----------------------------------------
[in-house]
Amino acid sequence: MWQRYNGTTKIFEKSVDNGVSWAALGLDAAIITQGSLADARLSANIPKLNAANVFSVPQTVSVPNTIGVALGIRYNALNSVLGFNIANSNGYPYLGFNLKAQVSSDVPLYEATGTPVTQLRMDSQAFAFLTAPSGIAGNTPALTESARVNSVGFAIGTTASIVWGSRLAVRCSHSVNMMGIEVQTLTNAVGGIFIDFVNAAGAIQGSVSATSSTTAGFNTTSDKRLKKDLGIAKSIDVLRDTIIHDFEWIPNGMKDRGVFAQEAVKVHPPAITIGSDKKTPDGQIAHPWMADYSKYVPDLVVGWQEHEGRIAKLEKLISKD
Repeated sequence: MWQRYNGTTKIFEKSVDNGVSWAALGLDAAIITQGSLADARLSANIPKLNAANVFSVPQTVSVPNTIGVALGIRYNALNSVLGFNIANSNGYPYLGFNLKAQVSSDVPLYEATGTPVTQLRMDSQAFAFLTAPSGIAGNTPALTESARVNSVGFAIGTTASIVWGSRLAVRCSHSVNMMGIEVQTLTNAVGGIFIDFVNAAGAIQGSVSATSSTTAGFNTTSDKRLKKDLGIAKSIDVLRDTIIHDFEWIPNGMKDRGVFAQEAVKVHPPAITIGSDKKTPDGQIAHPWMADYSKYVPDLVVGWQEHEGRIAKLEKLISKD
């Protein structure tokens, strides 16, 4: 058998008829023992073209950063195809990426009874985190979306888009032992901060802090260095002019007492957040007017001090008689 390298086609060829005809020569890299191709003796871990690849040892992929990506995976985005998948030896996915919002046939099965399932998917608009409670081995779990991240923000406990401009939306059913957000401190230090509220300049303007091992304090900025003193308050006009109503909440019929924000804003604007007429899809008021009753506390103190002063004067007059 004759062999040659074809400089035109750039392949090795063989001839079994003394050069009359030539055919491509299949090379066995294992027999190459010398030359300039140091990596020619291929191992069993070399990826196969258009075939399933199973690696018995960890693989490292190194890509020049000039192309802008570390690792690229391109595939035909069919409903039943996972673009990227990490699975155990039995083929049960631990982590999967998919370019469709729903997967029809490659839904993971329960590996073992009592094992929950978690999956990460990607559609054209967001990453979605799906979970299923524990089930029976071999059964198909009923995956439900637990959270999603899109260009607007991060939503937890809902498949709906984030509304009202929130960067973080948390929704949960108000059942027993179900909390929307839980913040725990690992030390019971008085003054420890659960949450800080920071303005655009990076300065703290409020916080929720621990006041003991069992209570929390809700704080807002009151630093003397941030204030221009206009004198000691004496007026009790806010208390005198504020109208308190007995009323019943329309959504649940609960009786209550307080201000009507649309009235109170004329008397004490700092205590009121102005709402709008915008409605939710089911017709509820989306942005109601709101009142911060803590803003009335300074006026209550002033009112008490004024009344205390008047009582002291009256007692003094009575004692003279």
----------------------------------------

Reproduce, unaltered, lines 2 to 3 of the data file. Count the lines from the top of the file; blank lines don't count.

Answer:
Amino acid sequence: MWQRYNGTTKIFEKSVDNGVSWAALGLDAAIITQGSLADARLSANIPKLNAANVFSVPQTVSVPNTIGVALGIRYNALNSVLGFNIANSNGYPYLGFNLKAQVSSDVPLYEATGTPVTQLRMDSQAFAFLTAPSGIAGNTPALTESARVNSVGFAIGTTASIVWGSRLAVRCSHSVNMMGIEVQTLTNAVGGIFIDFVNAAGAIQGSVSATSSTTAGFNTTSDKRLKKDLGIAKSIDVLRDTIIHDFEWIPNGMKDRGVFAQEAVKVHPPAITIGSDKKTPDGQIAHPWMADYSKYVPDLVVGWQEHEGRIAKLEKLISKD
Repeated sequence: MWQRYNGTTKIFEKSVDNGVSWAALGLDAAIITQGSLADARLSANIPKLNAANVFSVPQTVSVPNTIGVALGIRYNALNSVLGFNIANSNGYPYLGFNLKAQVSSDVPLYEATGTPVTQLRMDSQAFAFLTAPSGIAGNTPALTESARVNSVGFAIGTTASIVWGSRLAVRCSHSVNMMGIEVQTLTNAVGGIFIDFVNAAGAIQGSVSATSSTTAGFNTTSDKRLKKDLGIAKSIDVLRDTIIHDFEWIPNGMKDRGVFAQEAVKVHPPAITIGSDKKTPDGQIAHPWMADYSKYVPDLVVGWQEHEGRIAKLEKLISKD